Iran urges readiness for US withdrawal from nuclear deal
Iran warned the world on Monday to prepare for the possible withdrawal of the United States from the landmark nuclear deal agreed in 2015.
"The international community must be prepared for the U.S. possibly pulling out of the JCPOA," said deputy foreign minister Abbas Araghchi, using the technical name for the nuclear deal.
Iran signed the accord in 2015 with six world powers, agreeing to curb its nuclear program in exchange for the lifting of many international sanctions.
U.S. President Donald Trump openly despises the deal — a central foreign policy achievement of his predecessor Barack Obama — but has so far continued to waive the nuclear-related sanctions at regular intervals as required to stay in compliance.
The next deadline for Trump to waive sanctions falls on Friday.
"It's been more than a year that the U.S. president has sought to destroy the JCPOA with all his efforts," said Aragchi, speaking at the Tehran Security Conference.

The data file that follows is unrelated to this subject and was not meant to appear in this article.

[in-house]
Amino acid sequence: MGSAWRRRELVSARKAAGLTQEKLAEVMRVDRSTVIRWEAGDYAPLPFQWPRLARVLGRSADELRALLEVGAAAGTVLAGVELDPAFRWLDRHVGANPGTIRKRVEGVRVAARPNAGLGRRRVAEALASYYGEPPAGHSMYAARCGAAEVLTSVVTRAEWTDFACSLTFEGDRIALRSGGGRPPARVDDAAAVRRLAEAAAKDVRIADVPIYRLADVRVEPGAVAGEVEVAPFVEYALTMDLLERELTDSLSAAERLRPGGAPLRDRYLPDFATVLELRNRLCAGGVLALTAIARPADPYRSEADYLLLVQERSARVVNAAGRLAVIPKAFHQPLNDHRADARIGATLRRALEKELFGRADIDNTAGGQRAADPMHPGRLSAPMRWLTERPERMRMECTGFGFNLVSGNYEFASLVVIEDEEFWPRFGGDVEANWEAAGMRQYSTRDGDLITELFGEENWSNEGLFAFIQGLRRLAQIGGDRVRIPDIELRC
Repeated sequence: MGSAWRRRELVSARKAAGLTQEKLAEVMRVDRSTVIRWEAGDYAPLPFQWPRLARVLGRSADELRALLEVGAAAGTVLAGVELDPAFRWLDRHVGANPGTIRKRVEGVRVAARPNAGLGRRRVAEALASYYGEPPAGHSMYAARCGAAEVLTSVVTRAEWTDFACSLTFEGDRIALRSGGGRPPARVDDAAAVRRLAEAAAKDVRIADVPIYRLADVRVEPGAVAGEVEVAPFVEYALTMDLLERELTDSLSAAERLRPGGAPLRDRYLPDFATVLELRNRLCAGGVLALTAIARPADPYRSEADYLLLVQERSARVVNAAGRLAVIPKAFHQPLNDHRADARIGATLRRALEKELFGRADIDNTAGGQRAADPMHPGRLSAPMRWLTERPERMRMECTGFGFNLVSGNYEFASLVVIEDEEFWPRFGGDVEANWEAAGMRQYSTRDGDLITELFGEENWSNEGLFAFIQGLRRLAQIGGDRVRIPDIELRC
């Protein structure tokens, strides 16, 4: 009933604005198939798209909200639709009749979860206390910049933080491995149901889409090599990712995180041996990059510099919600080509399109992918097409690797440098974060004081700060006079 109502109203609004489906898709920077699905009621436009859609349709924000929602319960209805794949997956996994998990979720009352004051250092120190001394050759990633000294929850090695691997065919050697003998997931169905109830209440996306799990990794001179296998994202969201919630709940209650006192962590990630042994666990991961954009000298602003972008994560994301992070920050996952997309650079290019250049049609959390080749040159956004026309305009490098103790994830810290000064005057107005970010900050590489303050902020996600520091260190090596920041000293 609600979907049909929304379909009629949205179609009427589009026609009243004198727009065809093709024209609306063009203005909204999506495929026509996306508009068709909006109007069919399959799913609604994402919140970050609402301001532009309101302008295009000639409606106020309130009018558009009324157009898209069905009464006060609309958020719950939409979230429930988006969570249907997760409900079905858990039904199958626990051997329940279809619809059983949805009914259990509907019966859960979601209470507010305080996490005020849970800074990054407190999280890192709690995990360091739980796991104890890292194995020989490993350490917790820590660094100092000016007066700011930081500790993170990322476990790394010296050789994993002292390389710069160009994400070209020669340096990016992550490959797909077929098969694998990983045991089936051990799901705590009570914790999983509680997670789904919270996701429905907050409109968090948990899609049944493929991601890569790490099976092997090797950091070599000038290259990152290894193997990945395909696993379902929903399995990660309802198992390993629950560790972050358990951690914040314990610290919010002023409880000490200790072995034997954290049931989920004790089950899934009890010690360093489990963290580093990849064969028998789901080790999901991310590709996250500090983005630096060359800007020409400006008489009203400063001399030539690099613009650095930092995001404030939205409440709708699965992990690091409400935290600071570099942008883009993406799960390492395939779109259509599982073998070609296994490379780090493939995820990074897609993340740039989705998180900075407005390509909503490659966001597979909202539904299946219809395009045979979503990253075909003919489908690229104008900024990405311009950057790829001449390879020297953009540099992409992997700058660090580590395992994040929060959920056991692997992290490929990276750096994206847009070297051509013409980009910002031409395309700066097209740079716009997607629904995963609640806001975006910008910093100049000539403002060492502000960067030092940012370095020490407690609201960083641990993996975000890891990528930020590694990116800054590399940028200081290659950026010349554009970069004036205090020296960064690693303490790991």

"We in Iran are prepared for any scenario. The international community and our region will be the biggest loser, since a successful experience in the international arena will be lost," he added. "Our region will not become a safer region without the JCPOA."
A withdrawal by the US will lead to an "appropriate and heavy response," added foreign ministry spokesman Bahram Ghasemi.
"The U.S. administration will definitely regret it," he said on state television.
Foreign Minister Mohammad Javad Zarif is due to travel for talks with the European parties to the deal — Britain, France, Germany and the EU — at the end of the week.
Meanwhile, Iran's nuclear chief, Ali Akbar Salehi said the country might reconsider its cooperation with the U.N. nuclear watchdog if the United States failed to respect its commitments in the nuclear deal Tehran struck with world powers in 2015.
"If the United States does not meet its commitment in the JCPOA, the Islamic Republic of Iran would take decisions that might affect its current cooperation with the International Atomic Energy Agency (IAEA)," Salehi was quoted as telling IAEA Director General Yukiya Amano in a phone call.
The IAEA is an international organization that seeks to promote the peaceful use of nuclear energy, and is scrutinizing Iran's compliance with the agreement.
Supporters of the deal insist that strong international monitoring will prevent Iran from developing nuclear bombs. Iran has denied that it is seeking nuclear weapons.